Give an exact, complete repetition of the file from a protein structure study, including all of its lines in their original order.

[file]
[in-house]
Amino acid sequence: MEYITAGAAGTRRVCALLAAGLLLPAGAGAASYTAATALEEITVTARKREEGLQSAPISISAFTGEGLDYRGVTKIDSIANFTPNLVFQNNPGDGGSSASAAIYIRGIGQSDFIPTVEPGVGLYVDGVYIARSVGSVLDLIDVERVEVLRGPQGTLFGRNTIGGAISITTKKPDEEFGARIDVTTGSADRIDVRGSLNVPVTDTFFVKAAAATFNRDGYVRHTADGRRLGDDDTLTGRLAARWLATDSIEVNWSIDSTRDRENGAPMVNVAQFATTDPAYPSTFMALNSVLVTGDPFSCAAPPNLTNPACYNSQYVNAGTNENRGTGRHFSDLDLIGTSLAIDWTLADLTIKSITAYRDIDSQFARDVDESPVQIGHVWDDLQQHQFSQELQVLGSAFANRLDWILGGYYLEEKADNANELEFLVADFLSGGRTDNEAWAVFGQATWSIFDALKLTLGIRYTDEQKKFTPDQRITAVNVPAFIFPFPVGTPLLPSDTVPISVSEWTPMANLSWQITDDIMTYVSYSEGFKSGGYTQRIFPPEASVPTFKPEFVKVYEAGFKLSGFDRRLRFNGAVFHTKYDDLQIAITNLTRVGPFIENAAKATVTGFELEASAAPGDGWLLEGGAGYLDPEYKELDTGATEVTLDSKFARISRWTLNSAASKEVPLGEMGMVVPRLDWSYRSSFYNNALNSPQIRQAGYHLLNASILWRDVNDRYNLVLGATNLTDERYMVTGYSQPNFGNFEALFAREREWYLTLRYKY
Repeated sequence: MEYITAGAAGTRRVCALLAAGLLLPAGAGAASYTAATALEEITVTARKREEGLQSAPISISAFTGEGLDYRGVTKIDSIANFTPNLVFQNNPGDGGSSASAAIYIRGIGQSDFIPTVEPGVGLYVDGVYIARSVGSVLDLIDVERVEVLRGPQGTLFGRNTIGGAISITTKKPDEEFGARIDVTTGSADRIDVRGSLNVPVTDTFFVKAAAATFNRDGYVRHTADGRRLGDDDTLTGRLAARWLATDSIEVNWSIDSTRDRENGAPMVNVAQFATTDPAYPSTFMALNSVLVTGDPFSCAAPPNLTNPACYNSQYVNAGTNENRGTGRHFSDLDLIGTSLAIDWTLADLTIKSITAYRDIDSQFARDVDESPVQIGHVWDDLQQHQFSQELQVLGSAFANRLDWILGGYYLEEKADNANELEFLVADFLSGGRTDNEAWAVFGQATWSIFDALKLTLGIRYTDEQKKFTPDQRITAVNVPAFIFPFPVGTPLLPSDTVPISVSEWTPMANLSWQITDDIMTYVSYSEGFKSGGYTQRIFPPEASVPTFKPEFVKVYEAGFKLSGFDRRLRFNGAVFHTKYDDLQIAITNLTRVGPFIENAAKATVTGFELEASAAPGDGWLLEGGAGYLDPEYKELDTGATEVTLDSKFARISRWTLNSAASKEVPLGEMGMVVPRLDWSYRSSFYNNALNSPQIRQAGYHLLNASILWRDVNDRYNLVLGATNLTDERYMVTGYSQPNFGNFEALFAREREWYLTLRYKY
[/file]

[in-house]
Amino acid sequence: MEYITAGAAGTRRVCALLAAGLLLPAGAGAASYTAATALEEITVTARKREEGLQSAPISISAFTGEGLDYRGVTKIDSIANFTPNLVFQNNPGDGGSSASAAIYIRGIGQSDFIPTVEPGVGLYVDGVYIARSVGSVLDLIDVERVEVLRGPQGTLFGRNTIGGAISITTKKPDEEFGARIDVTTGSADRIDVRGSLNVPVTDTFFVKAAAATFNRDGYVRHTADGRRLGDDDTLTGRLAARWLATDSIEVNWSIDSTRDRENGAPMVNVAQFATTDPAYPSTFMALNSVLVTGDPFSCAAPPNLTNPACYNSQYVNAGTNENRGTGRHFSDLDLIGTSLAIDWTLADLTIKSITAYRDIDSQFARDVDESPVQIGHVWDDLQQHQFSQELQVLGSAFANRLDWILGGYYLEEKADNANELEFLVADFLSGGRTDNEAWAVFGQATWSIFDALKLTLGIRYTDEQKKFTPDQRITAVNVPAFIFPFPVGTPLLPSDTVPISVSEWTPMANLSWQITDDIMTYVSYSEGFKSGGYTQRIFPPEASVPTFKPEFVKVYEAGFKLSGFDRRLRFNGAVFHTKYDDLQIAITNLTRVGPFIENAAKATVTGFELEASAAPGDGWLLEGGAGYLDPEYKELDTGATEVTLDSKFARISRWTLNSAASKEVPLGEMGMVVPRLDWSYRSSFYNNALNSPQIRQAGYHLLNASILWRDVNDRYNLVLGATNLTDERYMVTGYSQPNFGNFEALFAREREWYLTLRYKY
Repeated sequence: MEYITAGAAGTRRVCALLAAGLLLPAGAGAASYTAATALEEITVTARKREEGLQSAPISISAFTGEGLDYRGVTKIDSIANFTPNLVFQNNPGDGGSSASAAIYIRGIGQSDFIPTVEPGVGLYVDGVYIARSVGSVLDLIDVERVEVLRGPQGTLFGRNTIGGAISITTKKPDEEFGARIDVTTGSADRIDVRGSLNVPVTDTFFVKAAAATFNRDGYVRHTADGRRLGDDDTLTGRLAARWLATDSIEVNWSIDSTRDRENGAPMVNVAQFATTDPAYPSTFMALNSVLVTGDPFSCAAPPNLTNPACYNSQYVNAGTNENRGTGRHFSDLDLIGTSLAIDWTLADLTIKSITAYRDIDSQFARDVDESPVQIGHVWDDLQQHQFSQELQVLGSAFANRLDWILGGYYLEEKADNANELEFLVADFLSGGRTDNEAWAVFGQATWSIFDALKLTLGIRYTDEQKKFTPDQRITAVNVPAFIFPFPVGTPLLPSDTVPISVSEWTPMANLSWQITDDIMTYVSYSEGFKSGGYTQRIFPPEASVPTFKPEFVKVYEAGFKLSGFDRRLRFNGAVFHTKYDDLQIAITNLTRVGPFIENAAKATVTGFELEASAAPGDGWLLEGGAGYLDPEYKELDTGATEVTLDSKFARISRWTLNSAASKEVPLGEMGMVVPRLDWSYRSSFYNNALNSPQIRQAGYHLLNASILWRDVNDRYNLVLGATNLTDERYMVTGYSQPNFGNFEALFAREREWYLTLRYKY